- Research article
- Open Access
A systems biology model of the regulatory network in Populusleaves reveals interacting regulators and conserved regulation
BMC Plant Biologyvolume 11, Article number: 13 (2011)
Green plant leaves have always fascinated biologists as hosts for photosynthesis and providers of basic energy to many food webs. Today, comprehensive databases of gene expression data enable us to apply increasingly more advanced computational methods for reverse-engineering the regulatory network of leaves, and to begin to understand the gene interactions underlying complex emergent properties related to stress-response and development. These new systems biology methods are now also being applied to organisms such as Populus, a woody perennial tree, in order to understand the specific characteristics of these species.
We present a systems biology model of the regulatory network of Populus leaves. The network is reverse-engineered from promoter information and expression profiles of leaf-specific genes measured over a large set of conditions related to stress and developmental. The network model incorporates interactions between regulators, such as synergistic and competitive relationships, by evaluating increasingly more complex regulatory mechanisms, and is therefore able to identify new regulators of leaf development not found by traditional genomics methods based on pair-wise expression similarity. The approach is shown to explain available gene function information and to provide robust prediction of expression levels in new data. We also use the predictive capability of the model to identify condition-specific regulation as well as conserved regulation between Populus and Arabidopsis.
We outline a computationally inferred model of the regulatory network of Populus leaves, and show how treating genes as interacting, rather than individual, entities identifies new regulators compared to traditional genomics analysis. Although systems biology models should be used with care considering the complexity of regulatory programs and the limitations of current genomics data, methods describing interactions can provide hypotheses about the underlying cause of emergent properties and are needed if we are to identify target genes other than those constituting the "low hanging fruit" of genomic analysis.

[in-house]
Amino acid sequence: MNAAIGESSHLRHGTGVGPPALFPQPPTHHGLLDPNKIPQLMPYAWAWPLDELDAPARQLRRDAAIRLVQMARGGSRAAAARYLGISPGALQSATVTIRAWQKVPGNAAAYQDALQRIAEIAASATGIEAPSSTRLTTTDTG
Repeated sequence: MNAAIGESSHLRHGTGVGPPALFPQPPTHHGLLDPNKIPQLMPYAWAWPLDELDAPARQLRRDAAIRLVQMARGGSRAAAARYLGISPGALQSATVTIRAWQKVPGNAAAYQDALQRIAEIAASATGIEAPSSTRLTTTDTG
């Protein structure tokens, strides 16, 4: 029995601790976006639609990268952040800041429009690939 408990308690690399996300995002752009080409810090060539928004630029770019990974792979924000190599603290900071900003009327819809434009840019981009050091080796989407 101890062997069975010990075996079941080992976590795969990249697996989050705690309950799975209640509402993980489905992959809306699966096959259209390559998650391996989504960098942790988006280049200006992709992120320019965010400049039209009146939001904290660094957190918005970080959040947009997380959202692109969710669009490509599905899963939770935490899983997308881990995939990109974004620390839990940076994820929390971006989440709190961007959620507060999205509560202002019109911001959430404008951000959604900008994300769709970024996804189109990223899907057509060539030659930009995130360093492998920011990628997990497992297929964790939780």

Biologists have long been fascinated by the green plant leaf and have tried to understand how leaves are born, live and die. In the last decades, several new approaches to study the structure and function of leaves have emerged: Molecular biology and molecular genetics have, for example, enabled identification of genes that regulate the primary function of the leaf - photosynthesis - and leaf development has been understood in much greater detail; high through-put transcriptomics has identified additional factors influencing leaf function, but traditional transcriptome analyses typically reduces the problem of finding key regulators to detecting differentially expressed genes or computing pair-wise similarity between targets and putative regulators (e.g. hierarchical clustering or co-expression networks). In contrast, systems biology analysis of transcriptional programs treats genes as interacting rather than isolated entities. Thus these methods can begin to understand how so-called emergent properties such as complex phenotypes arise from interacting genes. Whether this can be seen as taking a holistic rather than a reductionistic approach to science has generated quite some debate [1, 2], but systems biology methods account for synergistic and competitive effects between regulators that individually could have low similarity to the target. Methods for reverseengineering the transcriptional network from collections of gene expression data have been pioneered on single-cell organisms, but have increasingly been applied to higher order organisms  including plants [4, 5] where applications of systems biology methods are now emerging. Most systems biology studies have - not surprisingly - utilized using "THE model plant" Arabidopsis thaliana, where large transcriptomics programs have generated adequate quantities of high-quality data to enable systems analysis . For example, Carerra et al.  modeled the transcriptional network of Arabidopsis and identified plant-specific properties such as high connectivity between genes involved in response and adaptation to changing environments. However, not all aspects of plant biology can be studied in Arabidopsis, which in many respects is a rather atypical plant. Indeed, it was not selected as a model system due to its physiological and ecological qualities, but rather for its suitability for genetic and genomic studies. Therefore, it is important to perform parallel studies in plants with other characteristics, as well as developing the methods to allow data from the Arabidopsis system to inform studies in other organisms.